Health-care costs drop by one-third, study finds
SATURDAY, Jan. 16 (HealthDay News) -- Allergy vaccinations reduce total health-care costs in children with hay fever by one-third and drug prescription costs by 16 percent, according to a 10-year U.S. study.
Researchers compared the medical claims for 2,770 children with hay fever (allergic rhinitis) who received allergy vaccinations with the claims of 11,000 children with allergic rhinitis who didn't receive allergen immunotherapy.
"This large-scale, comparative effectiveness study of health outcomes clearly demonstrates the benefits of allergen immunotherapy for children with allergic rhinitis. Findings are even more impressive considering the results were based on 'real world' health-care delivery, rather than on treatment provided within a tightly controlled clinical trial," study author Cheryl Hankin, president and chief scientific officer of BioMedEcon, said in a news release.
The study will be published in the January issue of the Annals of Allergy, Asthma & Immunology.
The findings "are great news, not only for families who will experience fewer out-of-pocket expenses for allergy medications, but also for the ever increasing national health-care crisis. Because of the serious medical and economic consequences of childhood allergic rhinitis, early diagnosis and aggressive treatment need to be our priority," study co-author Dr. Linda S. Cox, immediate past chair of the American College of Allergy, Asthma and Immunology's Immunotherapy and Diagnostic Committee, said in the news release.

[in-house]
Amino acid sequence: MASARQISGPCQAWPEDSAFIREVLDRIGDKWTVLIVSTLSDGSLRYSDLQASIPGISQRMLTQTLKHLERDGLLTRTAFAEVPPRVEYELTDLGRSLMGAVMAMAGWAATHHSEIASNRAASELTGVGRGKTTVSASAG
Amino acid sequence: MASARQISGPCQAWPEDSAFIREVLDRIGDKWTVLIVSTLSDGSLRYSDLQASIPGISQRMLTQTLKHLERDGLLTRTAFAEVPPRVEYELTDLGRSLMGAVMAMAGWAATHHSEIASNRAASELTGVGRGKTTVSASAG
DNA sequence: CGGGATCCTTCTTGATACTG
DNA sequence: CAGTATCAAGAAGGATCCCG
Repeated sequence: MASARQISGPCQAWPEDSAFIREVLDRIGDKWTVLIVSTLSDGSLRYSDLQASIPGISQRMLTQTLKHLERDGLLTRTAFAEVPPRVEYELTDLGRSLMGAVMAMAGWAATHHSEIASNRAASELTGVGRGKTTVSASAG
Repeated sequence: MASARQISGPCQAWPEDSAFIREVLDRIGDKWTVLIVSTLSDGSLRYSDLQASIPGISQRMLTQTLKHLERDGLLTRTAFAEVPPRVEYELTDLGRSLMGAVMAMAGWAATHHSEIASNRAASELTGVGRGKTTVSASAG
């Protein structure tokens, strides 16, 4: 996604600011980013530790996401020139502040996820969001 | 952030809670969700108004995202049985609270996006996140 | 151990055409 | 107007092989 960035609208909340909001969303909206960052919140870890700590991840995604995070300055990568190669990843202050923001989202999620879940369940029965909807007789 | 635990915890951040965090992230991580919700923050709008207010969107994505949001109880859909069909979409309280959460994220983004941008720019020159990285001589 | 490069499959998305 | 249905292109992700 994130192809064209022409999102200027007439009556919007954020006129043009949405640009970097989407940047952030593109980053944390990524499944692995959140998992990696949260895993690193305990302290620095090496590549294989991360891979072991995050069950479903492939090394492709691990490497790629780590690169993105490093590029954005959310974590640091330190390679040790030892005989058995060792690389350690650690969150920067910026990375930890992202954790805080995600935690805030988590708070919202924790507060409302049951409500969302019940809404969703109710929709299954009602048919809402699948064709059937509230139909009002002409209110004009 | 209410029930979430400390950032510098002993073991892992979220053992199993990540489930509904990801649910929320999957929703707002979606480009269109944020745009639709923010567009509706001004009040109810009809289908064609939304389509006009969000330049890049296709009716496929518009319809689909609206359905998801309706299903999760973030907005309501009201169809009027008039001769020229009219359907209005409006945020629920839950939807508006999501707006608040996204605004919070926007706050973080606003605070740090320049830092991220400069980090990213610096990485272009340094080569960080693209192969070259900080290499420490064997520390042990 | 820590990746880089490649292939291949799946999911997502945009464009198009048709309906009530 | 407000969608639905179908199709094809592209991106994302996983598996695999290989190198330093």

Allergic rhinitis is the third most common chronic disease in U.S. children. Each year, it causes 2 million missed school days and $2.3 million in health-care costs for children younger than 12. Allergen immunotherapy is the only treatment shown to decrease the risk of allergic rhinitis from developing into other allergies or asthma.
All rights reserved